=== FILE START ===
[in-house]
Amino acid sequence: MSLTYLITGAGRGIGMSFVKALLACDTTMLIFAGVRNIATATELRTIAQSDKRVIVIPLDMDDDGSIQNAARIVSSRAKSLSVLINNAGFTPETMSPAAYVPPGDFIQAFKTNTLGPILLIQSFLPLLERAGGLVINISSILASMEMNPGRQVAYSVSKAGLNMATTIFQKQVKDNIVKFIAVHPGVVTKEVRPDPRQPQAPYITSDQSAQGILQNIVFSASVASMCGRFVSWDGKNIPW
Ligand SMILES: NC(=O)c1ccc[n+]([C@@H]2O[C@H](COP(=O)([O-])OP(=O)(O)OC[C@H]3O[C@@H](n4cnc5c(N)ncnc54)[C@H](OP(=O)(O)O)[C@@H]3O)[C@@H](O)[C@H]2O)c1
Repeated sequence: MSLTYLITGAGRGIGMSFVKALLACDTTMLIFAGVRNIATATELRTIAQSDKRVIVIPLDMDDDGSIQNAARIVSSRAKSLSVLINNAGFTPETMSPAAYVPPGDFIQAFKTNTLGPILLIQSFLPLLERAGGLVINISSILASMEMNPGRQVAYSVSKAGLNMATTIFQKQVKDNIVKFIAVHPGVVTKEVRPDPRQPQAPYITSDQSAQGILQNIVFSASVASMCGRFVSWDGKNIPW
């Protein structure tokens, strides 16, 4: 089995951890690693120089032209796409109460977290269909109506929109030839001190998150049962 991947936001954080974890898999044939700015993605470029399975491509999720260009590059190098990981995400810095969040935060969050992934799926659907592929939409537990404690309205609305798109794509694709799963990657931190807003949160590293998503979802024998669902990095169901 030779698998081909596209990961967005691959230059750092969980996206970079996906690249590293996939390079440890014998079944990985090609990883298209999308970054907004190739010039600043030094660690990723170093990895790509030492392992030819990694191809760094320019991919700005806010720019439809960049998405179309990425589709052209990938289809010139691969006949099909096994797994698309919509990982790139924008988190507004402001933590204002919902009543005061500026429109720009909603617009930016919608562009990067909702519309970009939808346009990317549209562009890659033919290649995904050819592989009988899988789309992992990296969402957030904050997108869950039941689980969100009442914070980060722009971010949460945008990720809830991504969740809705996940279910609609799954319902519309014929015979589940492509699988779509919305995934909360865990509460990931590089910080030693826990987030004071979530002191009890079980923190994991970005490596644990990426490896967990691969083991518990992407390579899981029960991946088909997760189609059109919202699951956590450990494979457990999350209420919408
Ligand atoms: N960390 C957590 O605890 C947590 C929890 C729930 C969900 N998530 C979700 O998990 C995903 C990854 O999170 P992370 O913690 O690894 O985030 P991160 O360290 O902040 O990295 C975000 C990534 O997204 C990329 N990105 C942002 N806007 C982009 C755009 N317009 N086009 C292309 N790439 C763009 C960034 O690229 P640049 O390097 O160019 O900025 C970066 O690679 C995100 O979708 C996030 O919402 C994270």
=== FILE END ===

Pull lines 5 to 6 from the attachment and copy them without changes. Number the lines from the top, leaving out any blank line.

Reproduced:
């Protein structure tokens, strides 16, 4: 089995951890690693120089032209796409109460977290269909109506929109030839001190998150049962 991947936001954080974890898999044939700015993605470029399975491509999720260009590059190098990981995400810095969040935060969050992934799926659907592929939409537990404690309205609305798109794509694709799963990657931190807003949160590293998503979802024998669902990095169901 030779698998081909596209990961967005691959230059750092969980996206970079996906690249590293996939390079440890014998079944990985090609990883298209999308970054907004190739010039600043030094660690990723170093990895790509030492392992030819990694191809760094320019991919700005806010720019439809960049998405179309990425589709052209990938289809010139691969006949099909096994797994698309919509990982790139924008988190507004402001933590204002919902009543005061500026429109720009909603617009930016919608562009990067909702519309970009939808346009990317549209562009890659033919290649995904050819592989009988899988789309992992990296969402957030904050997108869950039941689980969100009442914070980060722009971010949460945008990720809830991504969740809705996940279910609609799954319902519309014929015979589940492509699988779509919305995934909360865990509460990931590089910080030693826990987030004071979530002191009890079980923190994991970005490596644990990426490896967990691969083991518990992407390579899981029960991946088909997760189609059109919202699951956590450990494979457990999350209420919408
Ligand atoms: N960390 C957590 O605890 C947590 C929890 C729930 C969900 N998530 C979700 O998990 C995903 C990854 O999170 P992370 O913690 O690894 O985030 P991160 O360290 O902040 O990295 C975000 C990534 O997204 C990329 N990105 C942002 N806007 C982009 C755009 N317009 N086009 C292309 N790439 C763009 C960034 O690229 P640049 O390097 O160019 O900025 C970066 O690679 C995100 O979708 C996030 O919402 C994270």